An old friend was talking about The Sparrow, Mary Doria Russell’s science fiction novel that won quite a few prizes when it came out in 1996. The book’s basic premise – a “first contact” story in which the Jesuits undertake a private space expedition to another planet on which life has been discovered – opened the door to questions of faith and reason as well as those of the clash of cultures. The presence of two types of sentient creatures – two intelligent life forms – raises questions not dealt with on earth since the death of the neanderthals.
I’ve been pondering the ways my reaction would be different if I were reading it new.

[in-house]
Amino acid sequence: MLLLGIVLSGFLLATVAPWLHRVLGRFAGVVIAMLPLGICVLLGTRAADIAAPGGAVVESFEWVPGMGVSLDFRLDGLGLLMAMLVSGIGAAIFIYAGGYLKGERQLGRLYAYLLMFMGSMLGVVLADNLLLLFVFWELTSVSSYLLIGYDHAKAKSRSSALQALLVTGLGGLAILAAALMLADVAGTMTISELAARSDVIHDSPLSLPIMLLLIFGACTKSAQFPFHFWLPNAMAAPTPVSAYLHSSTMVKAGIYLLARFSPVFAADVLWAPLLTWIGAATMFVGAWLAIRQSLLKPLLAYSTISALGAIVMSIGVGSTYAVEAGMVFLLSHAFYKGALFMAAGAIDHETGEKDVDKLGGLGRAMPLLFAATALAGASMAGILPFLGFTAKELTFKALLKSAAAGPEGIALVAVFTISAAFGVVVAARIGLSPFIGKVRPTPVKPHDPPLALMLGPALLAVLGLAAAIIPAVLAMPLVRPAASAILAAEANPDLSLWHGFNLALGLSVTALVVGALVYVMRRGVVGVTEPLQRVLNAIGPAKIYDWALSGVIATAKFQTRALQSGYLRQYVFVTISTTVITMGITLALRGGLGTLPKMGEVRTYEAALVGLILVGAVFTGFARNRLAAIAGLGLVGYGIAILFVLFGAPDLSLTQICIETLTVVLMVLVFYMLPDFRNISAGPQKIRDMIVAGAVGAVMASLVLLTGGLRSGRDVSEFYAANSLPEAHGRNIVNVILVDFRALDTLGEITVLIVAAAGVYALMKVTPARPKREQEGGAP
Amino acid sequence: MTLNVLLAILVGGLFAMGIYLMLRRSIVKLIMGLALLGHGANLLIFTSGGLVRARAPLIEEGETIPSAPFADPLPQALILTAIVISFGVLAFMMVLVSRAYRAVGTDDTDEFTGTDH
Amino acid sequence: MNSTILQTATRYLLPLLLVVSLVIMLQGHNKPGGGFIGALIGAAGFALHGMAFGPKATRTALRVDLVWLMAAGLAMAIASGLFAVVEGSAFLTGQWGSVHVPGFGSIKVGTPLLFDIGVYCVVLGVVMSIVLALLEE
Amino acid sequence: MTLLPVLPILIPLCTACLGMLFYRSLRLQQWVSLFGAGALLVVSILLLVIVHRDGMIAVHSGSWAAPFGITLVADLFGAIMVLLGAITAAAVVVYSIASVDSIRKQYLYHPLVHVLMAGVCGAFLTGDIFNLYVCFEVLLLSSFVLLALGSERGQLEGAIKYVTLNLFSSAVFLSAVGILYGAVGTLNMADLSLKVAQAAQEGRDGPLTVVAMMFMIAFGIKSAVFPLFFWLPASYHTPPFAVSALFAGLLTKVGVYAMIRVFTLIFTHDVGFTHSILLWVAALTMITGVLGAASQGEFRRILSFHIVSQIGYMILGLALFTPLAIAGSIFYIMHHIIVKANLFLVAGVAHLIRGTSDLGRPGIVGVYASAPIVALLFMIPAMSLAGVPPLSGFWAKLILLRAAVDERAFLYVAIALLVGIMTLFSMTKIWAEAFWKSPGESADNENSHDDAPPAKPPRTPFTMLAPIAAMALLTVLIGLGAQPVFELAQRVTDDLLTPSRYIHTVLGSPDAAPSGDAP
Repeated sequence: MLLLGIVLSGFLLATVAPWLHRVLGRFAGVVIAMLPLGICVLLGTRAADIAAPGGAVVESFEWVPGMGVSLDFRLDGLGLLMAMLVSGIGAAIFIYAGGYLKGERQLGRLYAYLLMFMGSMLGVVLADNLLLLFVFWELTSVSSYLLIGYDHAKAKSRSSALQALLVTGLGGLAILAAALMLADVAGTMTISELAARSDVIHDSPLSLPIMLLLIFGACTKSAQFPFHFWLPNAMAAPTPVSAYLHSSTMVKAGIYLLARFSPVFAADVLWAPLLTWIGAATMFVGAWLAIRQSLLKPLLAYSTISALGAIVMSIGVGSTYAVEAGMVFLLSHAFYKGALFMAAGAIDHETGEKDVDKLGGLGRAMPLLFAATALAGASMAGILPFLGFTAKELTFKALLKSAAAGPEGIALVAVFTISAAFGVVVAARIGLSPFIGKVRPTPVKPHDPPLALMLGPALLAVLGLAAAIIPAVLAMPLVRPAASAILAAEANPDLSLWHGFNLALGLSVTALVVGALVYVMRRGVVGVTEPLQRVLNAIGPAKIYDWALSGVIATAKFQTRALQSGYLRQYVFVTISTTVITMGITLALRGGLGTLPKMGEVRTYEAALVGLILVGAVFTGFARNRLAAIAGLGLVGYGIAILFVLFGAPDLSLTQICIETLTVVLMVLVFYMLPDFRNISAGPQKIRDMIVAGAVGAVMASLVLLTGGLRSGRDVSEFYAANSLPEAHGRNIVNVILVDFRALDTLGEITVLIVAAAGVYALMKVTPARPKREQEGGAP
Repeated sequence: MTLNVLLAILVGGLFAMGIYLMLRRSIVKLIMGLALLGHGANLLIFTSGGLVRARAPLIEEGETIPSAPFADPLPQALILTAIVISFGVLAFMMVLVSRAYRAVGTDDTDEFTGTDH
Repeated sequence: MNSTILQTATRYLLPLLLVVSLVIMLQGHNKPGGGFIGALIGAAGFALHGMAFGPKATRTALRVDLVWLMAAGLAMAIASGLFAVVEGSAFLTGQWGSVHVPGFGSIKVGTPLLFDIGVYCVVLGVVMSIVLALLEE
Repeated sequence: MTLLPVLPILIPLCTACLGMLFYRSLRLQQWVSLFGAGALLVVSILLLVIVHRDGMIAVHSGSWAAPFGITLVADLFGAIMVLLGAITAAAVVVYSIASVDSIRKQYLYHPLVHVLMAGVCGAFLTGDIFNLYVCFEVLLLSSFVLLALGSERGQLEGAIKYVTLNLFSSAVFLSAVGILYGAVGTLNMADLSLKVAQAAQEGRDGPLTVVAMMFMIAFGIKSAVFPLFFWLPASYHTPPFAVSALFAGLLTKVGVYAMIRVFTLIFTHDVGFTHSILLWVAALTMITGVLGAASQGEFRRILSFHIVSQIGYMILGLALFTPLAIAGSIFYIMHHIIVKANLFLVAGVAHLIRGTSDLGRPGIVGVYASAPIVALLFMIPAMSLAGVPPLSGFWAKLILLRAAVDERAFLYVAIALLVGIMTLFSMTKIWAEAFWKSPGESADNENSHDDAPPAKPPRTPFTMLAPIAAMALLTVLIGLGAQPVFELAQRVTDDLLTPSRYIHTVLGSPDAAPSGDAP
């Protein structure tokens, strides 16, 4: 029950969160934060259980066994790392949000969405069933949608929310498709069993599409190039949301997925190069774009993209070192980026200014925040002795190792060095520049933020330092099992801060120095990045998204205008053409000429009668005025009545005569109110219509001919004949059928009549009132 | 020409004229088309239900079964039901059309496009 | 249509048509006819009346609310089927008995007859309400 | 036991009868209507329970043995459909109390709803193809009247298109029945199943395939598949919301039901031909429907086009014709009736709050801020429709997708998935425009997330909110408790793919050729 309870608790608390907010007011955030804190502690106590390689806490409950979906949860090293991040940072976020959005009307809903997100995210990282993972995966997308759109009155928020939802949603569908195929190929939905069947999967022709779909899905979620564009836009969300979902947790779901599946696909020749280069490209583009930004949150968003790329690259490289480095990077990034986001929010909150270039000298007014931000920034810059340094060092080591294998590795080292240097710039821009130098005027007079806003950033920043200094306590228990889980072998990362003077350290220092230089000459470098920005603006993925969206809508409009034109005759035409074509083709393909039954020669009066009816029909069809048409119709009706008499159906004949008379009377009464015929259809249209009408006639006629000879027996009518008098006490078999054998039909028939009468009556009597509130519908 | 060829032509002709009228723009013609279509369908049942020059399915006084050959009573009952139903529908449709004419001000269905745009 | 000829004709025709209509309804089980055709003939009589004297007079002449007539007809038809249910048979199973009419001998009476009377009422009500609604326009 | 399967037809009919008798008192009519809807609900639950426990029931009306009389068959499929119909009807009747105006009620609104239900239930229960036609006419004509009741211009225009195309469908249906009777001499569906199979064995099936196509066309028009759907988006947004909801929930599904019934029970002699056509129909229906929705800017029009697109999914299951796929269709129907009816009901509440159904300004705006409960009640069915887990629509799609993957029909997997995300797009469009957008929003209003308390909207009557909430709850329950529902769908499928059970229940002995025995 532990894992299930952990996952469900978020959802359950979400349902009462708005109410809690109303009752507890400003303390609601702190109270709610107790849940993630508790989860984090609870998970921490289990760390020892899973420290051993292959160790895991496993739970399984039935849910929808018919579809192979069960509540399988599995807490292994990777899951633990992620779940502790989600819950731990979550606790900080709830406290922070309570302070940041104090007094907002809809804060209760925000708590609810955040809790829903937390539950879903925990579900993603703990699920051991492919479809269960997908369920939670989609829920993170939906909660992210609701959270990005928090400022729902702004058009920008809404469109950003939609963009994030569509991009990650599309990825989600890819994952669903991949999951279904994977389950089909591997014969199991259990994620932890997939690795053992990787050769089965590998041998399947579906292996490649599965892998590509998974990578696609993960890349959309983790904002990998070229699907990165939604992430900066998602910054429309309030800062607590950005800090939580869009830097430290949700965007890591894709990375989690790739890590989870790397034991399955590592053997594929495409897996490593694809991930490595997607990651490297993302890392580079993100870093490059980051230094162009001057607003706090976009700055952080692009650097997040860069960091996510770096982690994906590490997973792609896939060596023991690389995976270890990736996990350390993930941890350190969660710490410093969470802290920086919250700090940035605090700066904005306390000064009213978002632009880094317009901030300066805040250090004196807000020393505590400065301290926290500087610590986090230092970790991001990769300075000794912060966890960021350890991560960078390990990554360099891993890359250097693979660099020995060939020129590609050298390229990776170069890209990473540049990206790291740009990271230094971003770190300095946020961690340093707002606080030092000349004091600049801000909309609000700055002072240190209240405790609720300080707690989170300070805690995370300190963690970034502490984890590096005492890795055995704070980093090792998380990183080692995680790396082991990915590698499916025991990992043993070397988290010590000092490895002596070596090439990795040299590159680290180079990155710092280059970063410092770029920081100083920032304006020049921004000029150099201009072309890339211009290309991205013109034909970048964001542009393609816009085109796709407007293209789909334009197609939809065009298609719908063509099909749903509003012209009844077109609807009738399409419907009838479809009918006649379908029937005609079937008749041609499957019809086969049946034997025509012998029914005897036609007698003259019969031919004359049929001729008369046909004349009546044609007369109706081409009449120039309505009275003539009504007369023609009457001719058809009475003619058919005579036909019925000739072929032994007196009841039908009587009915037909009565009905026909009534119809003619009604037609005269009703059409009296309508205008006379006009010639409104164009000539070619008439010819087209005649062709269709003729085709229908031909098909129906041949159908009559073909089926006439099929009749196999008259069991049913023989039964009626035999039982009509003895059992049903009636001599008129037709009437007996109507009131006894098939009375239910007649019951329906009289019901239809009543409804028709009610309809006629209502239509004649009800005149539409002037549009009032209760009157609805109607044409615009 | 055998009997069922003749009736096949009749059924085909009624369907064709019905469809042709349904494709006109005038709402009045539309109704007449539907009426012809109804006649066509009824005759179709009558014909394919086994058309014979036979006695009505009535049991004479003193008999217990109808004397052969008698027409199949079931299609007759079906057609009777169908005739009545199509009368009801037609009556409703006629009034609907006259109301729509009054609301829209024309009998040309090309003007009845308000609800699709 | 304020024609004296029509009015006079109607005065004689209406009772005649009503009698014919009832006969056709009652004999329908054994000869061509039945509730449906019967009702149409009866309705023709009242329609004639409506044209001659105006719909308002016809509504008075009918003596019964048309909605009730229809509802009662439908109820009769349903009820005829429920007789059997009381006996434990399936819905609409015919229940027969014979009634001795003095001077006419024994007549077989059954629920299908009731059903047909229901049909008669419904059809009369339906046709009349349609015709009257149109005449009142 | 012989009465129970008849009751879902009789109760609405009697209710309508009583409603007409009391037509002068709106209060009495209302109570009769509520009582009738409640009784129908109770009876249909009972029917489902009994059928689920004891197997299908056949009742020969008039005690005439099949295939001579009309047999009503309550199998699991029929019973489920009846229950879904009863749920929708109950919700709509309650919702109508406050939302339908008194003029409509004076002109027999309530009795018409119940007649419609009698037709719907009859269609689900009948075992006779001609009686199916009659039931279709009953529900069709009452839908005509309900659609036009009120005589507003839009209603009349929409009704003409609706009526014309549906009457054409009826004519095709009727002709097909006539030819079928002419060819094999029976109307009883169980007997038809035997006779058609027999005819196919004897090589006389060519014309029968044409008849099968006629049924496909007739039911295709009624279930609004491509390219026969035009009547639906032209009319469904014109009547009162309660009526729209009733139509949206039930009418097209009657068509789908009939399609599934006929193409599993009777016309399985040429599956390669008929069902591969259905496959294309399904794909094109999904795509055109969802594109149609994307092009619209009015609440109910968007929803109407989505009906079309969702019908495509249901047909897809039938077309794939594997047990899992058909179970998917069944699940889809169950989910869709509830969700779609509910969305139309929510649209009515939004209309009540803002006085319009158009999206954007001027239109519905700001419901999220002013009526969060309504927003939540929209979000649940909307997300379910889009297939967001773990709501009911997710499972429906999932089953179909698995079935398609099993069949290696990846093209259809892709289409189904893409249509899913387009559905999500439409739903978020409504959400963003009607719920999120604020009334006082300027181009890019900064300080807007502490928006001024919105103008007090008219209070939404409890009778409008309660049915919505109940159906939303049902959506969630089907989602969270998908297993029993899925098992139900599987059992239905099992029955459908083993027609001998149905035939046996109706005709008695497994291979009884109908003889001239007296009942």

- The characters of the priests in the story and especially Fr Emilio would probably read differently after a decade of Church sex abuse scandals in the news.
- The vast advances in neuroscience and primate studies would lead to thinking of biologically-based conflicts between different sentient species as much or more than cultural explanations. Were the clashes a matter of inability to understand (a rational culture-based explanation) or pre-conscious body-based reactions?
The overall questions – and the surprising ways in which Russell works out her answers – remain just as relevant. A 2008 interview reveals a little more of her own thoughts. If you have not read the book before, it’s worth picking up.
- Book Review: The Sparrow, by Mary Doria Russell (steventhowell.wordpress.com)
- Sparrow acquired by Google, team to work on “new projects” (tuaw.com)
- How to prepare for Google’s acquisition of Sparrow (boingboing.net)